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07 The Writer’s Voice from How The Chaos Of Collaboration in the Writers Room Created Golden Age Television [Video]

With the full recording of “How The Chaos Of Collaboration in the Writers Room Created Golden Age Television”

Srn port07 The Writer's Voice from How The Chaos Of Collaboration in the Writers Room Created Golden Age Television [Video]

Subscribe to Rosanne’s Channel and receive notice of each new video!

 

 

When the folks hosting the conference announced their theme as “Screen Narratives: Chaos and Order” the word ‘chaos’ immediately brought to mind writers rooms. I offered a quick history of writers rooms (the presentations are only 20 minutes long) and then quoted several current showrunners on how they compose their rooms and how they run them.

Transcript

And I think that’s where we started to learn that, particularly in television, you had to find people with a defined voice and that is something you could build a show around and so when I define voice everyone has a slightly different concept but to me, it’s a simple matter of your opinion and the style in which you deliver it and that tells us your different voice and I think some of the shows I’m going to mention — it’s very clear they have very unique voices and that’s where they come from. So we started to recognize that the idea of the creator and television was the writer and that person should run the entire show themselves and should begin to gather about them a group of people who could mimic their voice while still keeping their own. That was the difficult job of television which is also still a difficult thing to teach students to write a spec script that sounds like, but doesn’t obliterate, your own voice, and that’s what you’re trying to do in the room, which again, is more chaotic than I would say.

For more information on the Screenwriting Research Network, visit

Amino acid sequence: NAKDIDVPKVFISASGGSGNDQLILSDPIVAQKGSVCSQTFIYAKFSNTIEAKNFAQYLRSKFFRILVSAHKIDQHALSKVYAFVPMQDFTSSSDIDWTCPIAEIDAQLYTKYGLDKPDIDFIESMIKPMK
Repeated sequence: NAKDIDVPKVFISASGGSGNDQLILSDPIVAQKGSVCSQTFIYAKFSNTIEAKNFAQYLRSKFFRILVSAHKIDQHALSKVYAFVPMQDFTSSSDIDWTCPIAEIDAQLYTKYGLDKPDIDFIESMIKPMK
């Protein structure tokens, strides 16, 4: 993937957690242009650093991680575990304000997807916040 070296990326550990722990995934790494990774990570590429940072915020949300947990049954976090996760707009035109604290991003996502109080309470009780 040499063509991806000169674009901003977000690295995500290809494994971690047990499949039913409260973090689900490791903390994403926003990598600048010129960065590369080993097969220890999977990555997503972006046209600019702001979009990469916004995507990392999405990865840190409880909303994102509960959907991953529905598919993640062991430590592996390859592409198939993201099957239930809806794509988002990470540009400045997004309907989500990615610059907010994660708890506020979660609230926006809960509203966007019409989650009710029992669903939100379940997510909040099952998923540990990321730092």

Screenwriting Research Network Conference, Porto, Portugal, All Sessions


Ready to present my talk yesterday at the Screenwriting Research Conference here in Porto, Portugal via Instagram

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* A portion of each sale from Amazon.com directly supports our blogs
** Many of these books may be available from your local library. Check it out!

17 The Bionic Woman from There And Back Again: Writing and Developing for American TV [Video] (56 seconds)

17 The Bionic Woman from There And Back Again: Writing and Developing for American TV [Video] (56 seconds)

Thanks to the gracious invitation from my Screenwriting Research Network colleague Paolo Russo – and a grant he was able to procure (and in the before-Covid time) I was able to spend a week at Oxford Brookes University working with the screenwriting masters students in Paolo’s course. At the culmination of the week, I gave this lecture on how writers rooms worked in the States.

Transcript:

And better than, that she was the last episode of the first season of this show and the studio killed her so that there’d be a great tragic ending and Kenny, who was a young writer then, said this is like the middle of the second wave of the feminist movement. You can’t kill the most engaging woman that you have had on your program and the network said yes we can. Nobody wants a love interest for the lead character because women want to imagine he’ll fall in love with them and they don’t want to get in some of the girl’s way. That’s rude, right? So they killed her and the mail — because there wasn’t yet email — that they got complaining that they had the audacity to kill the most accomplished woman who had ever appeared on that show meant that miraculously at the beginning of season two she wasn’t actually dead. They had bionically saved her and then she got her own program and Kenny became an Executive Producer of his own program because of his creativity because he had come up with that character. He now owned that character.

Watch this entire presentation

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* A portion of each sale from Amazon.com directly supports our blogs
** Many of these books may be available from your local library. Check it out!
† Available from the LA Public Library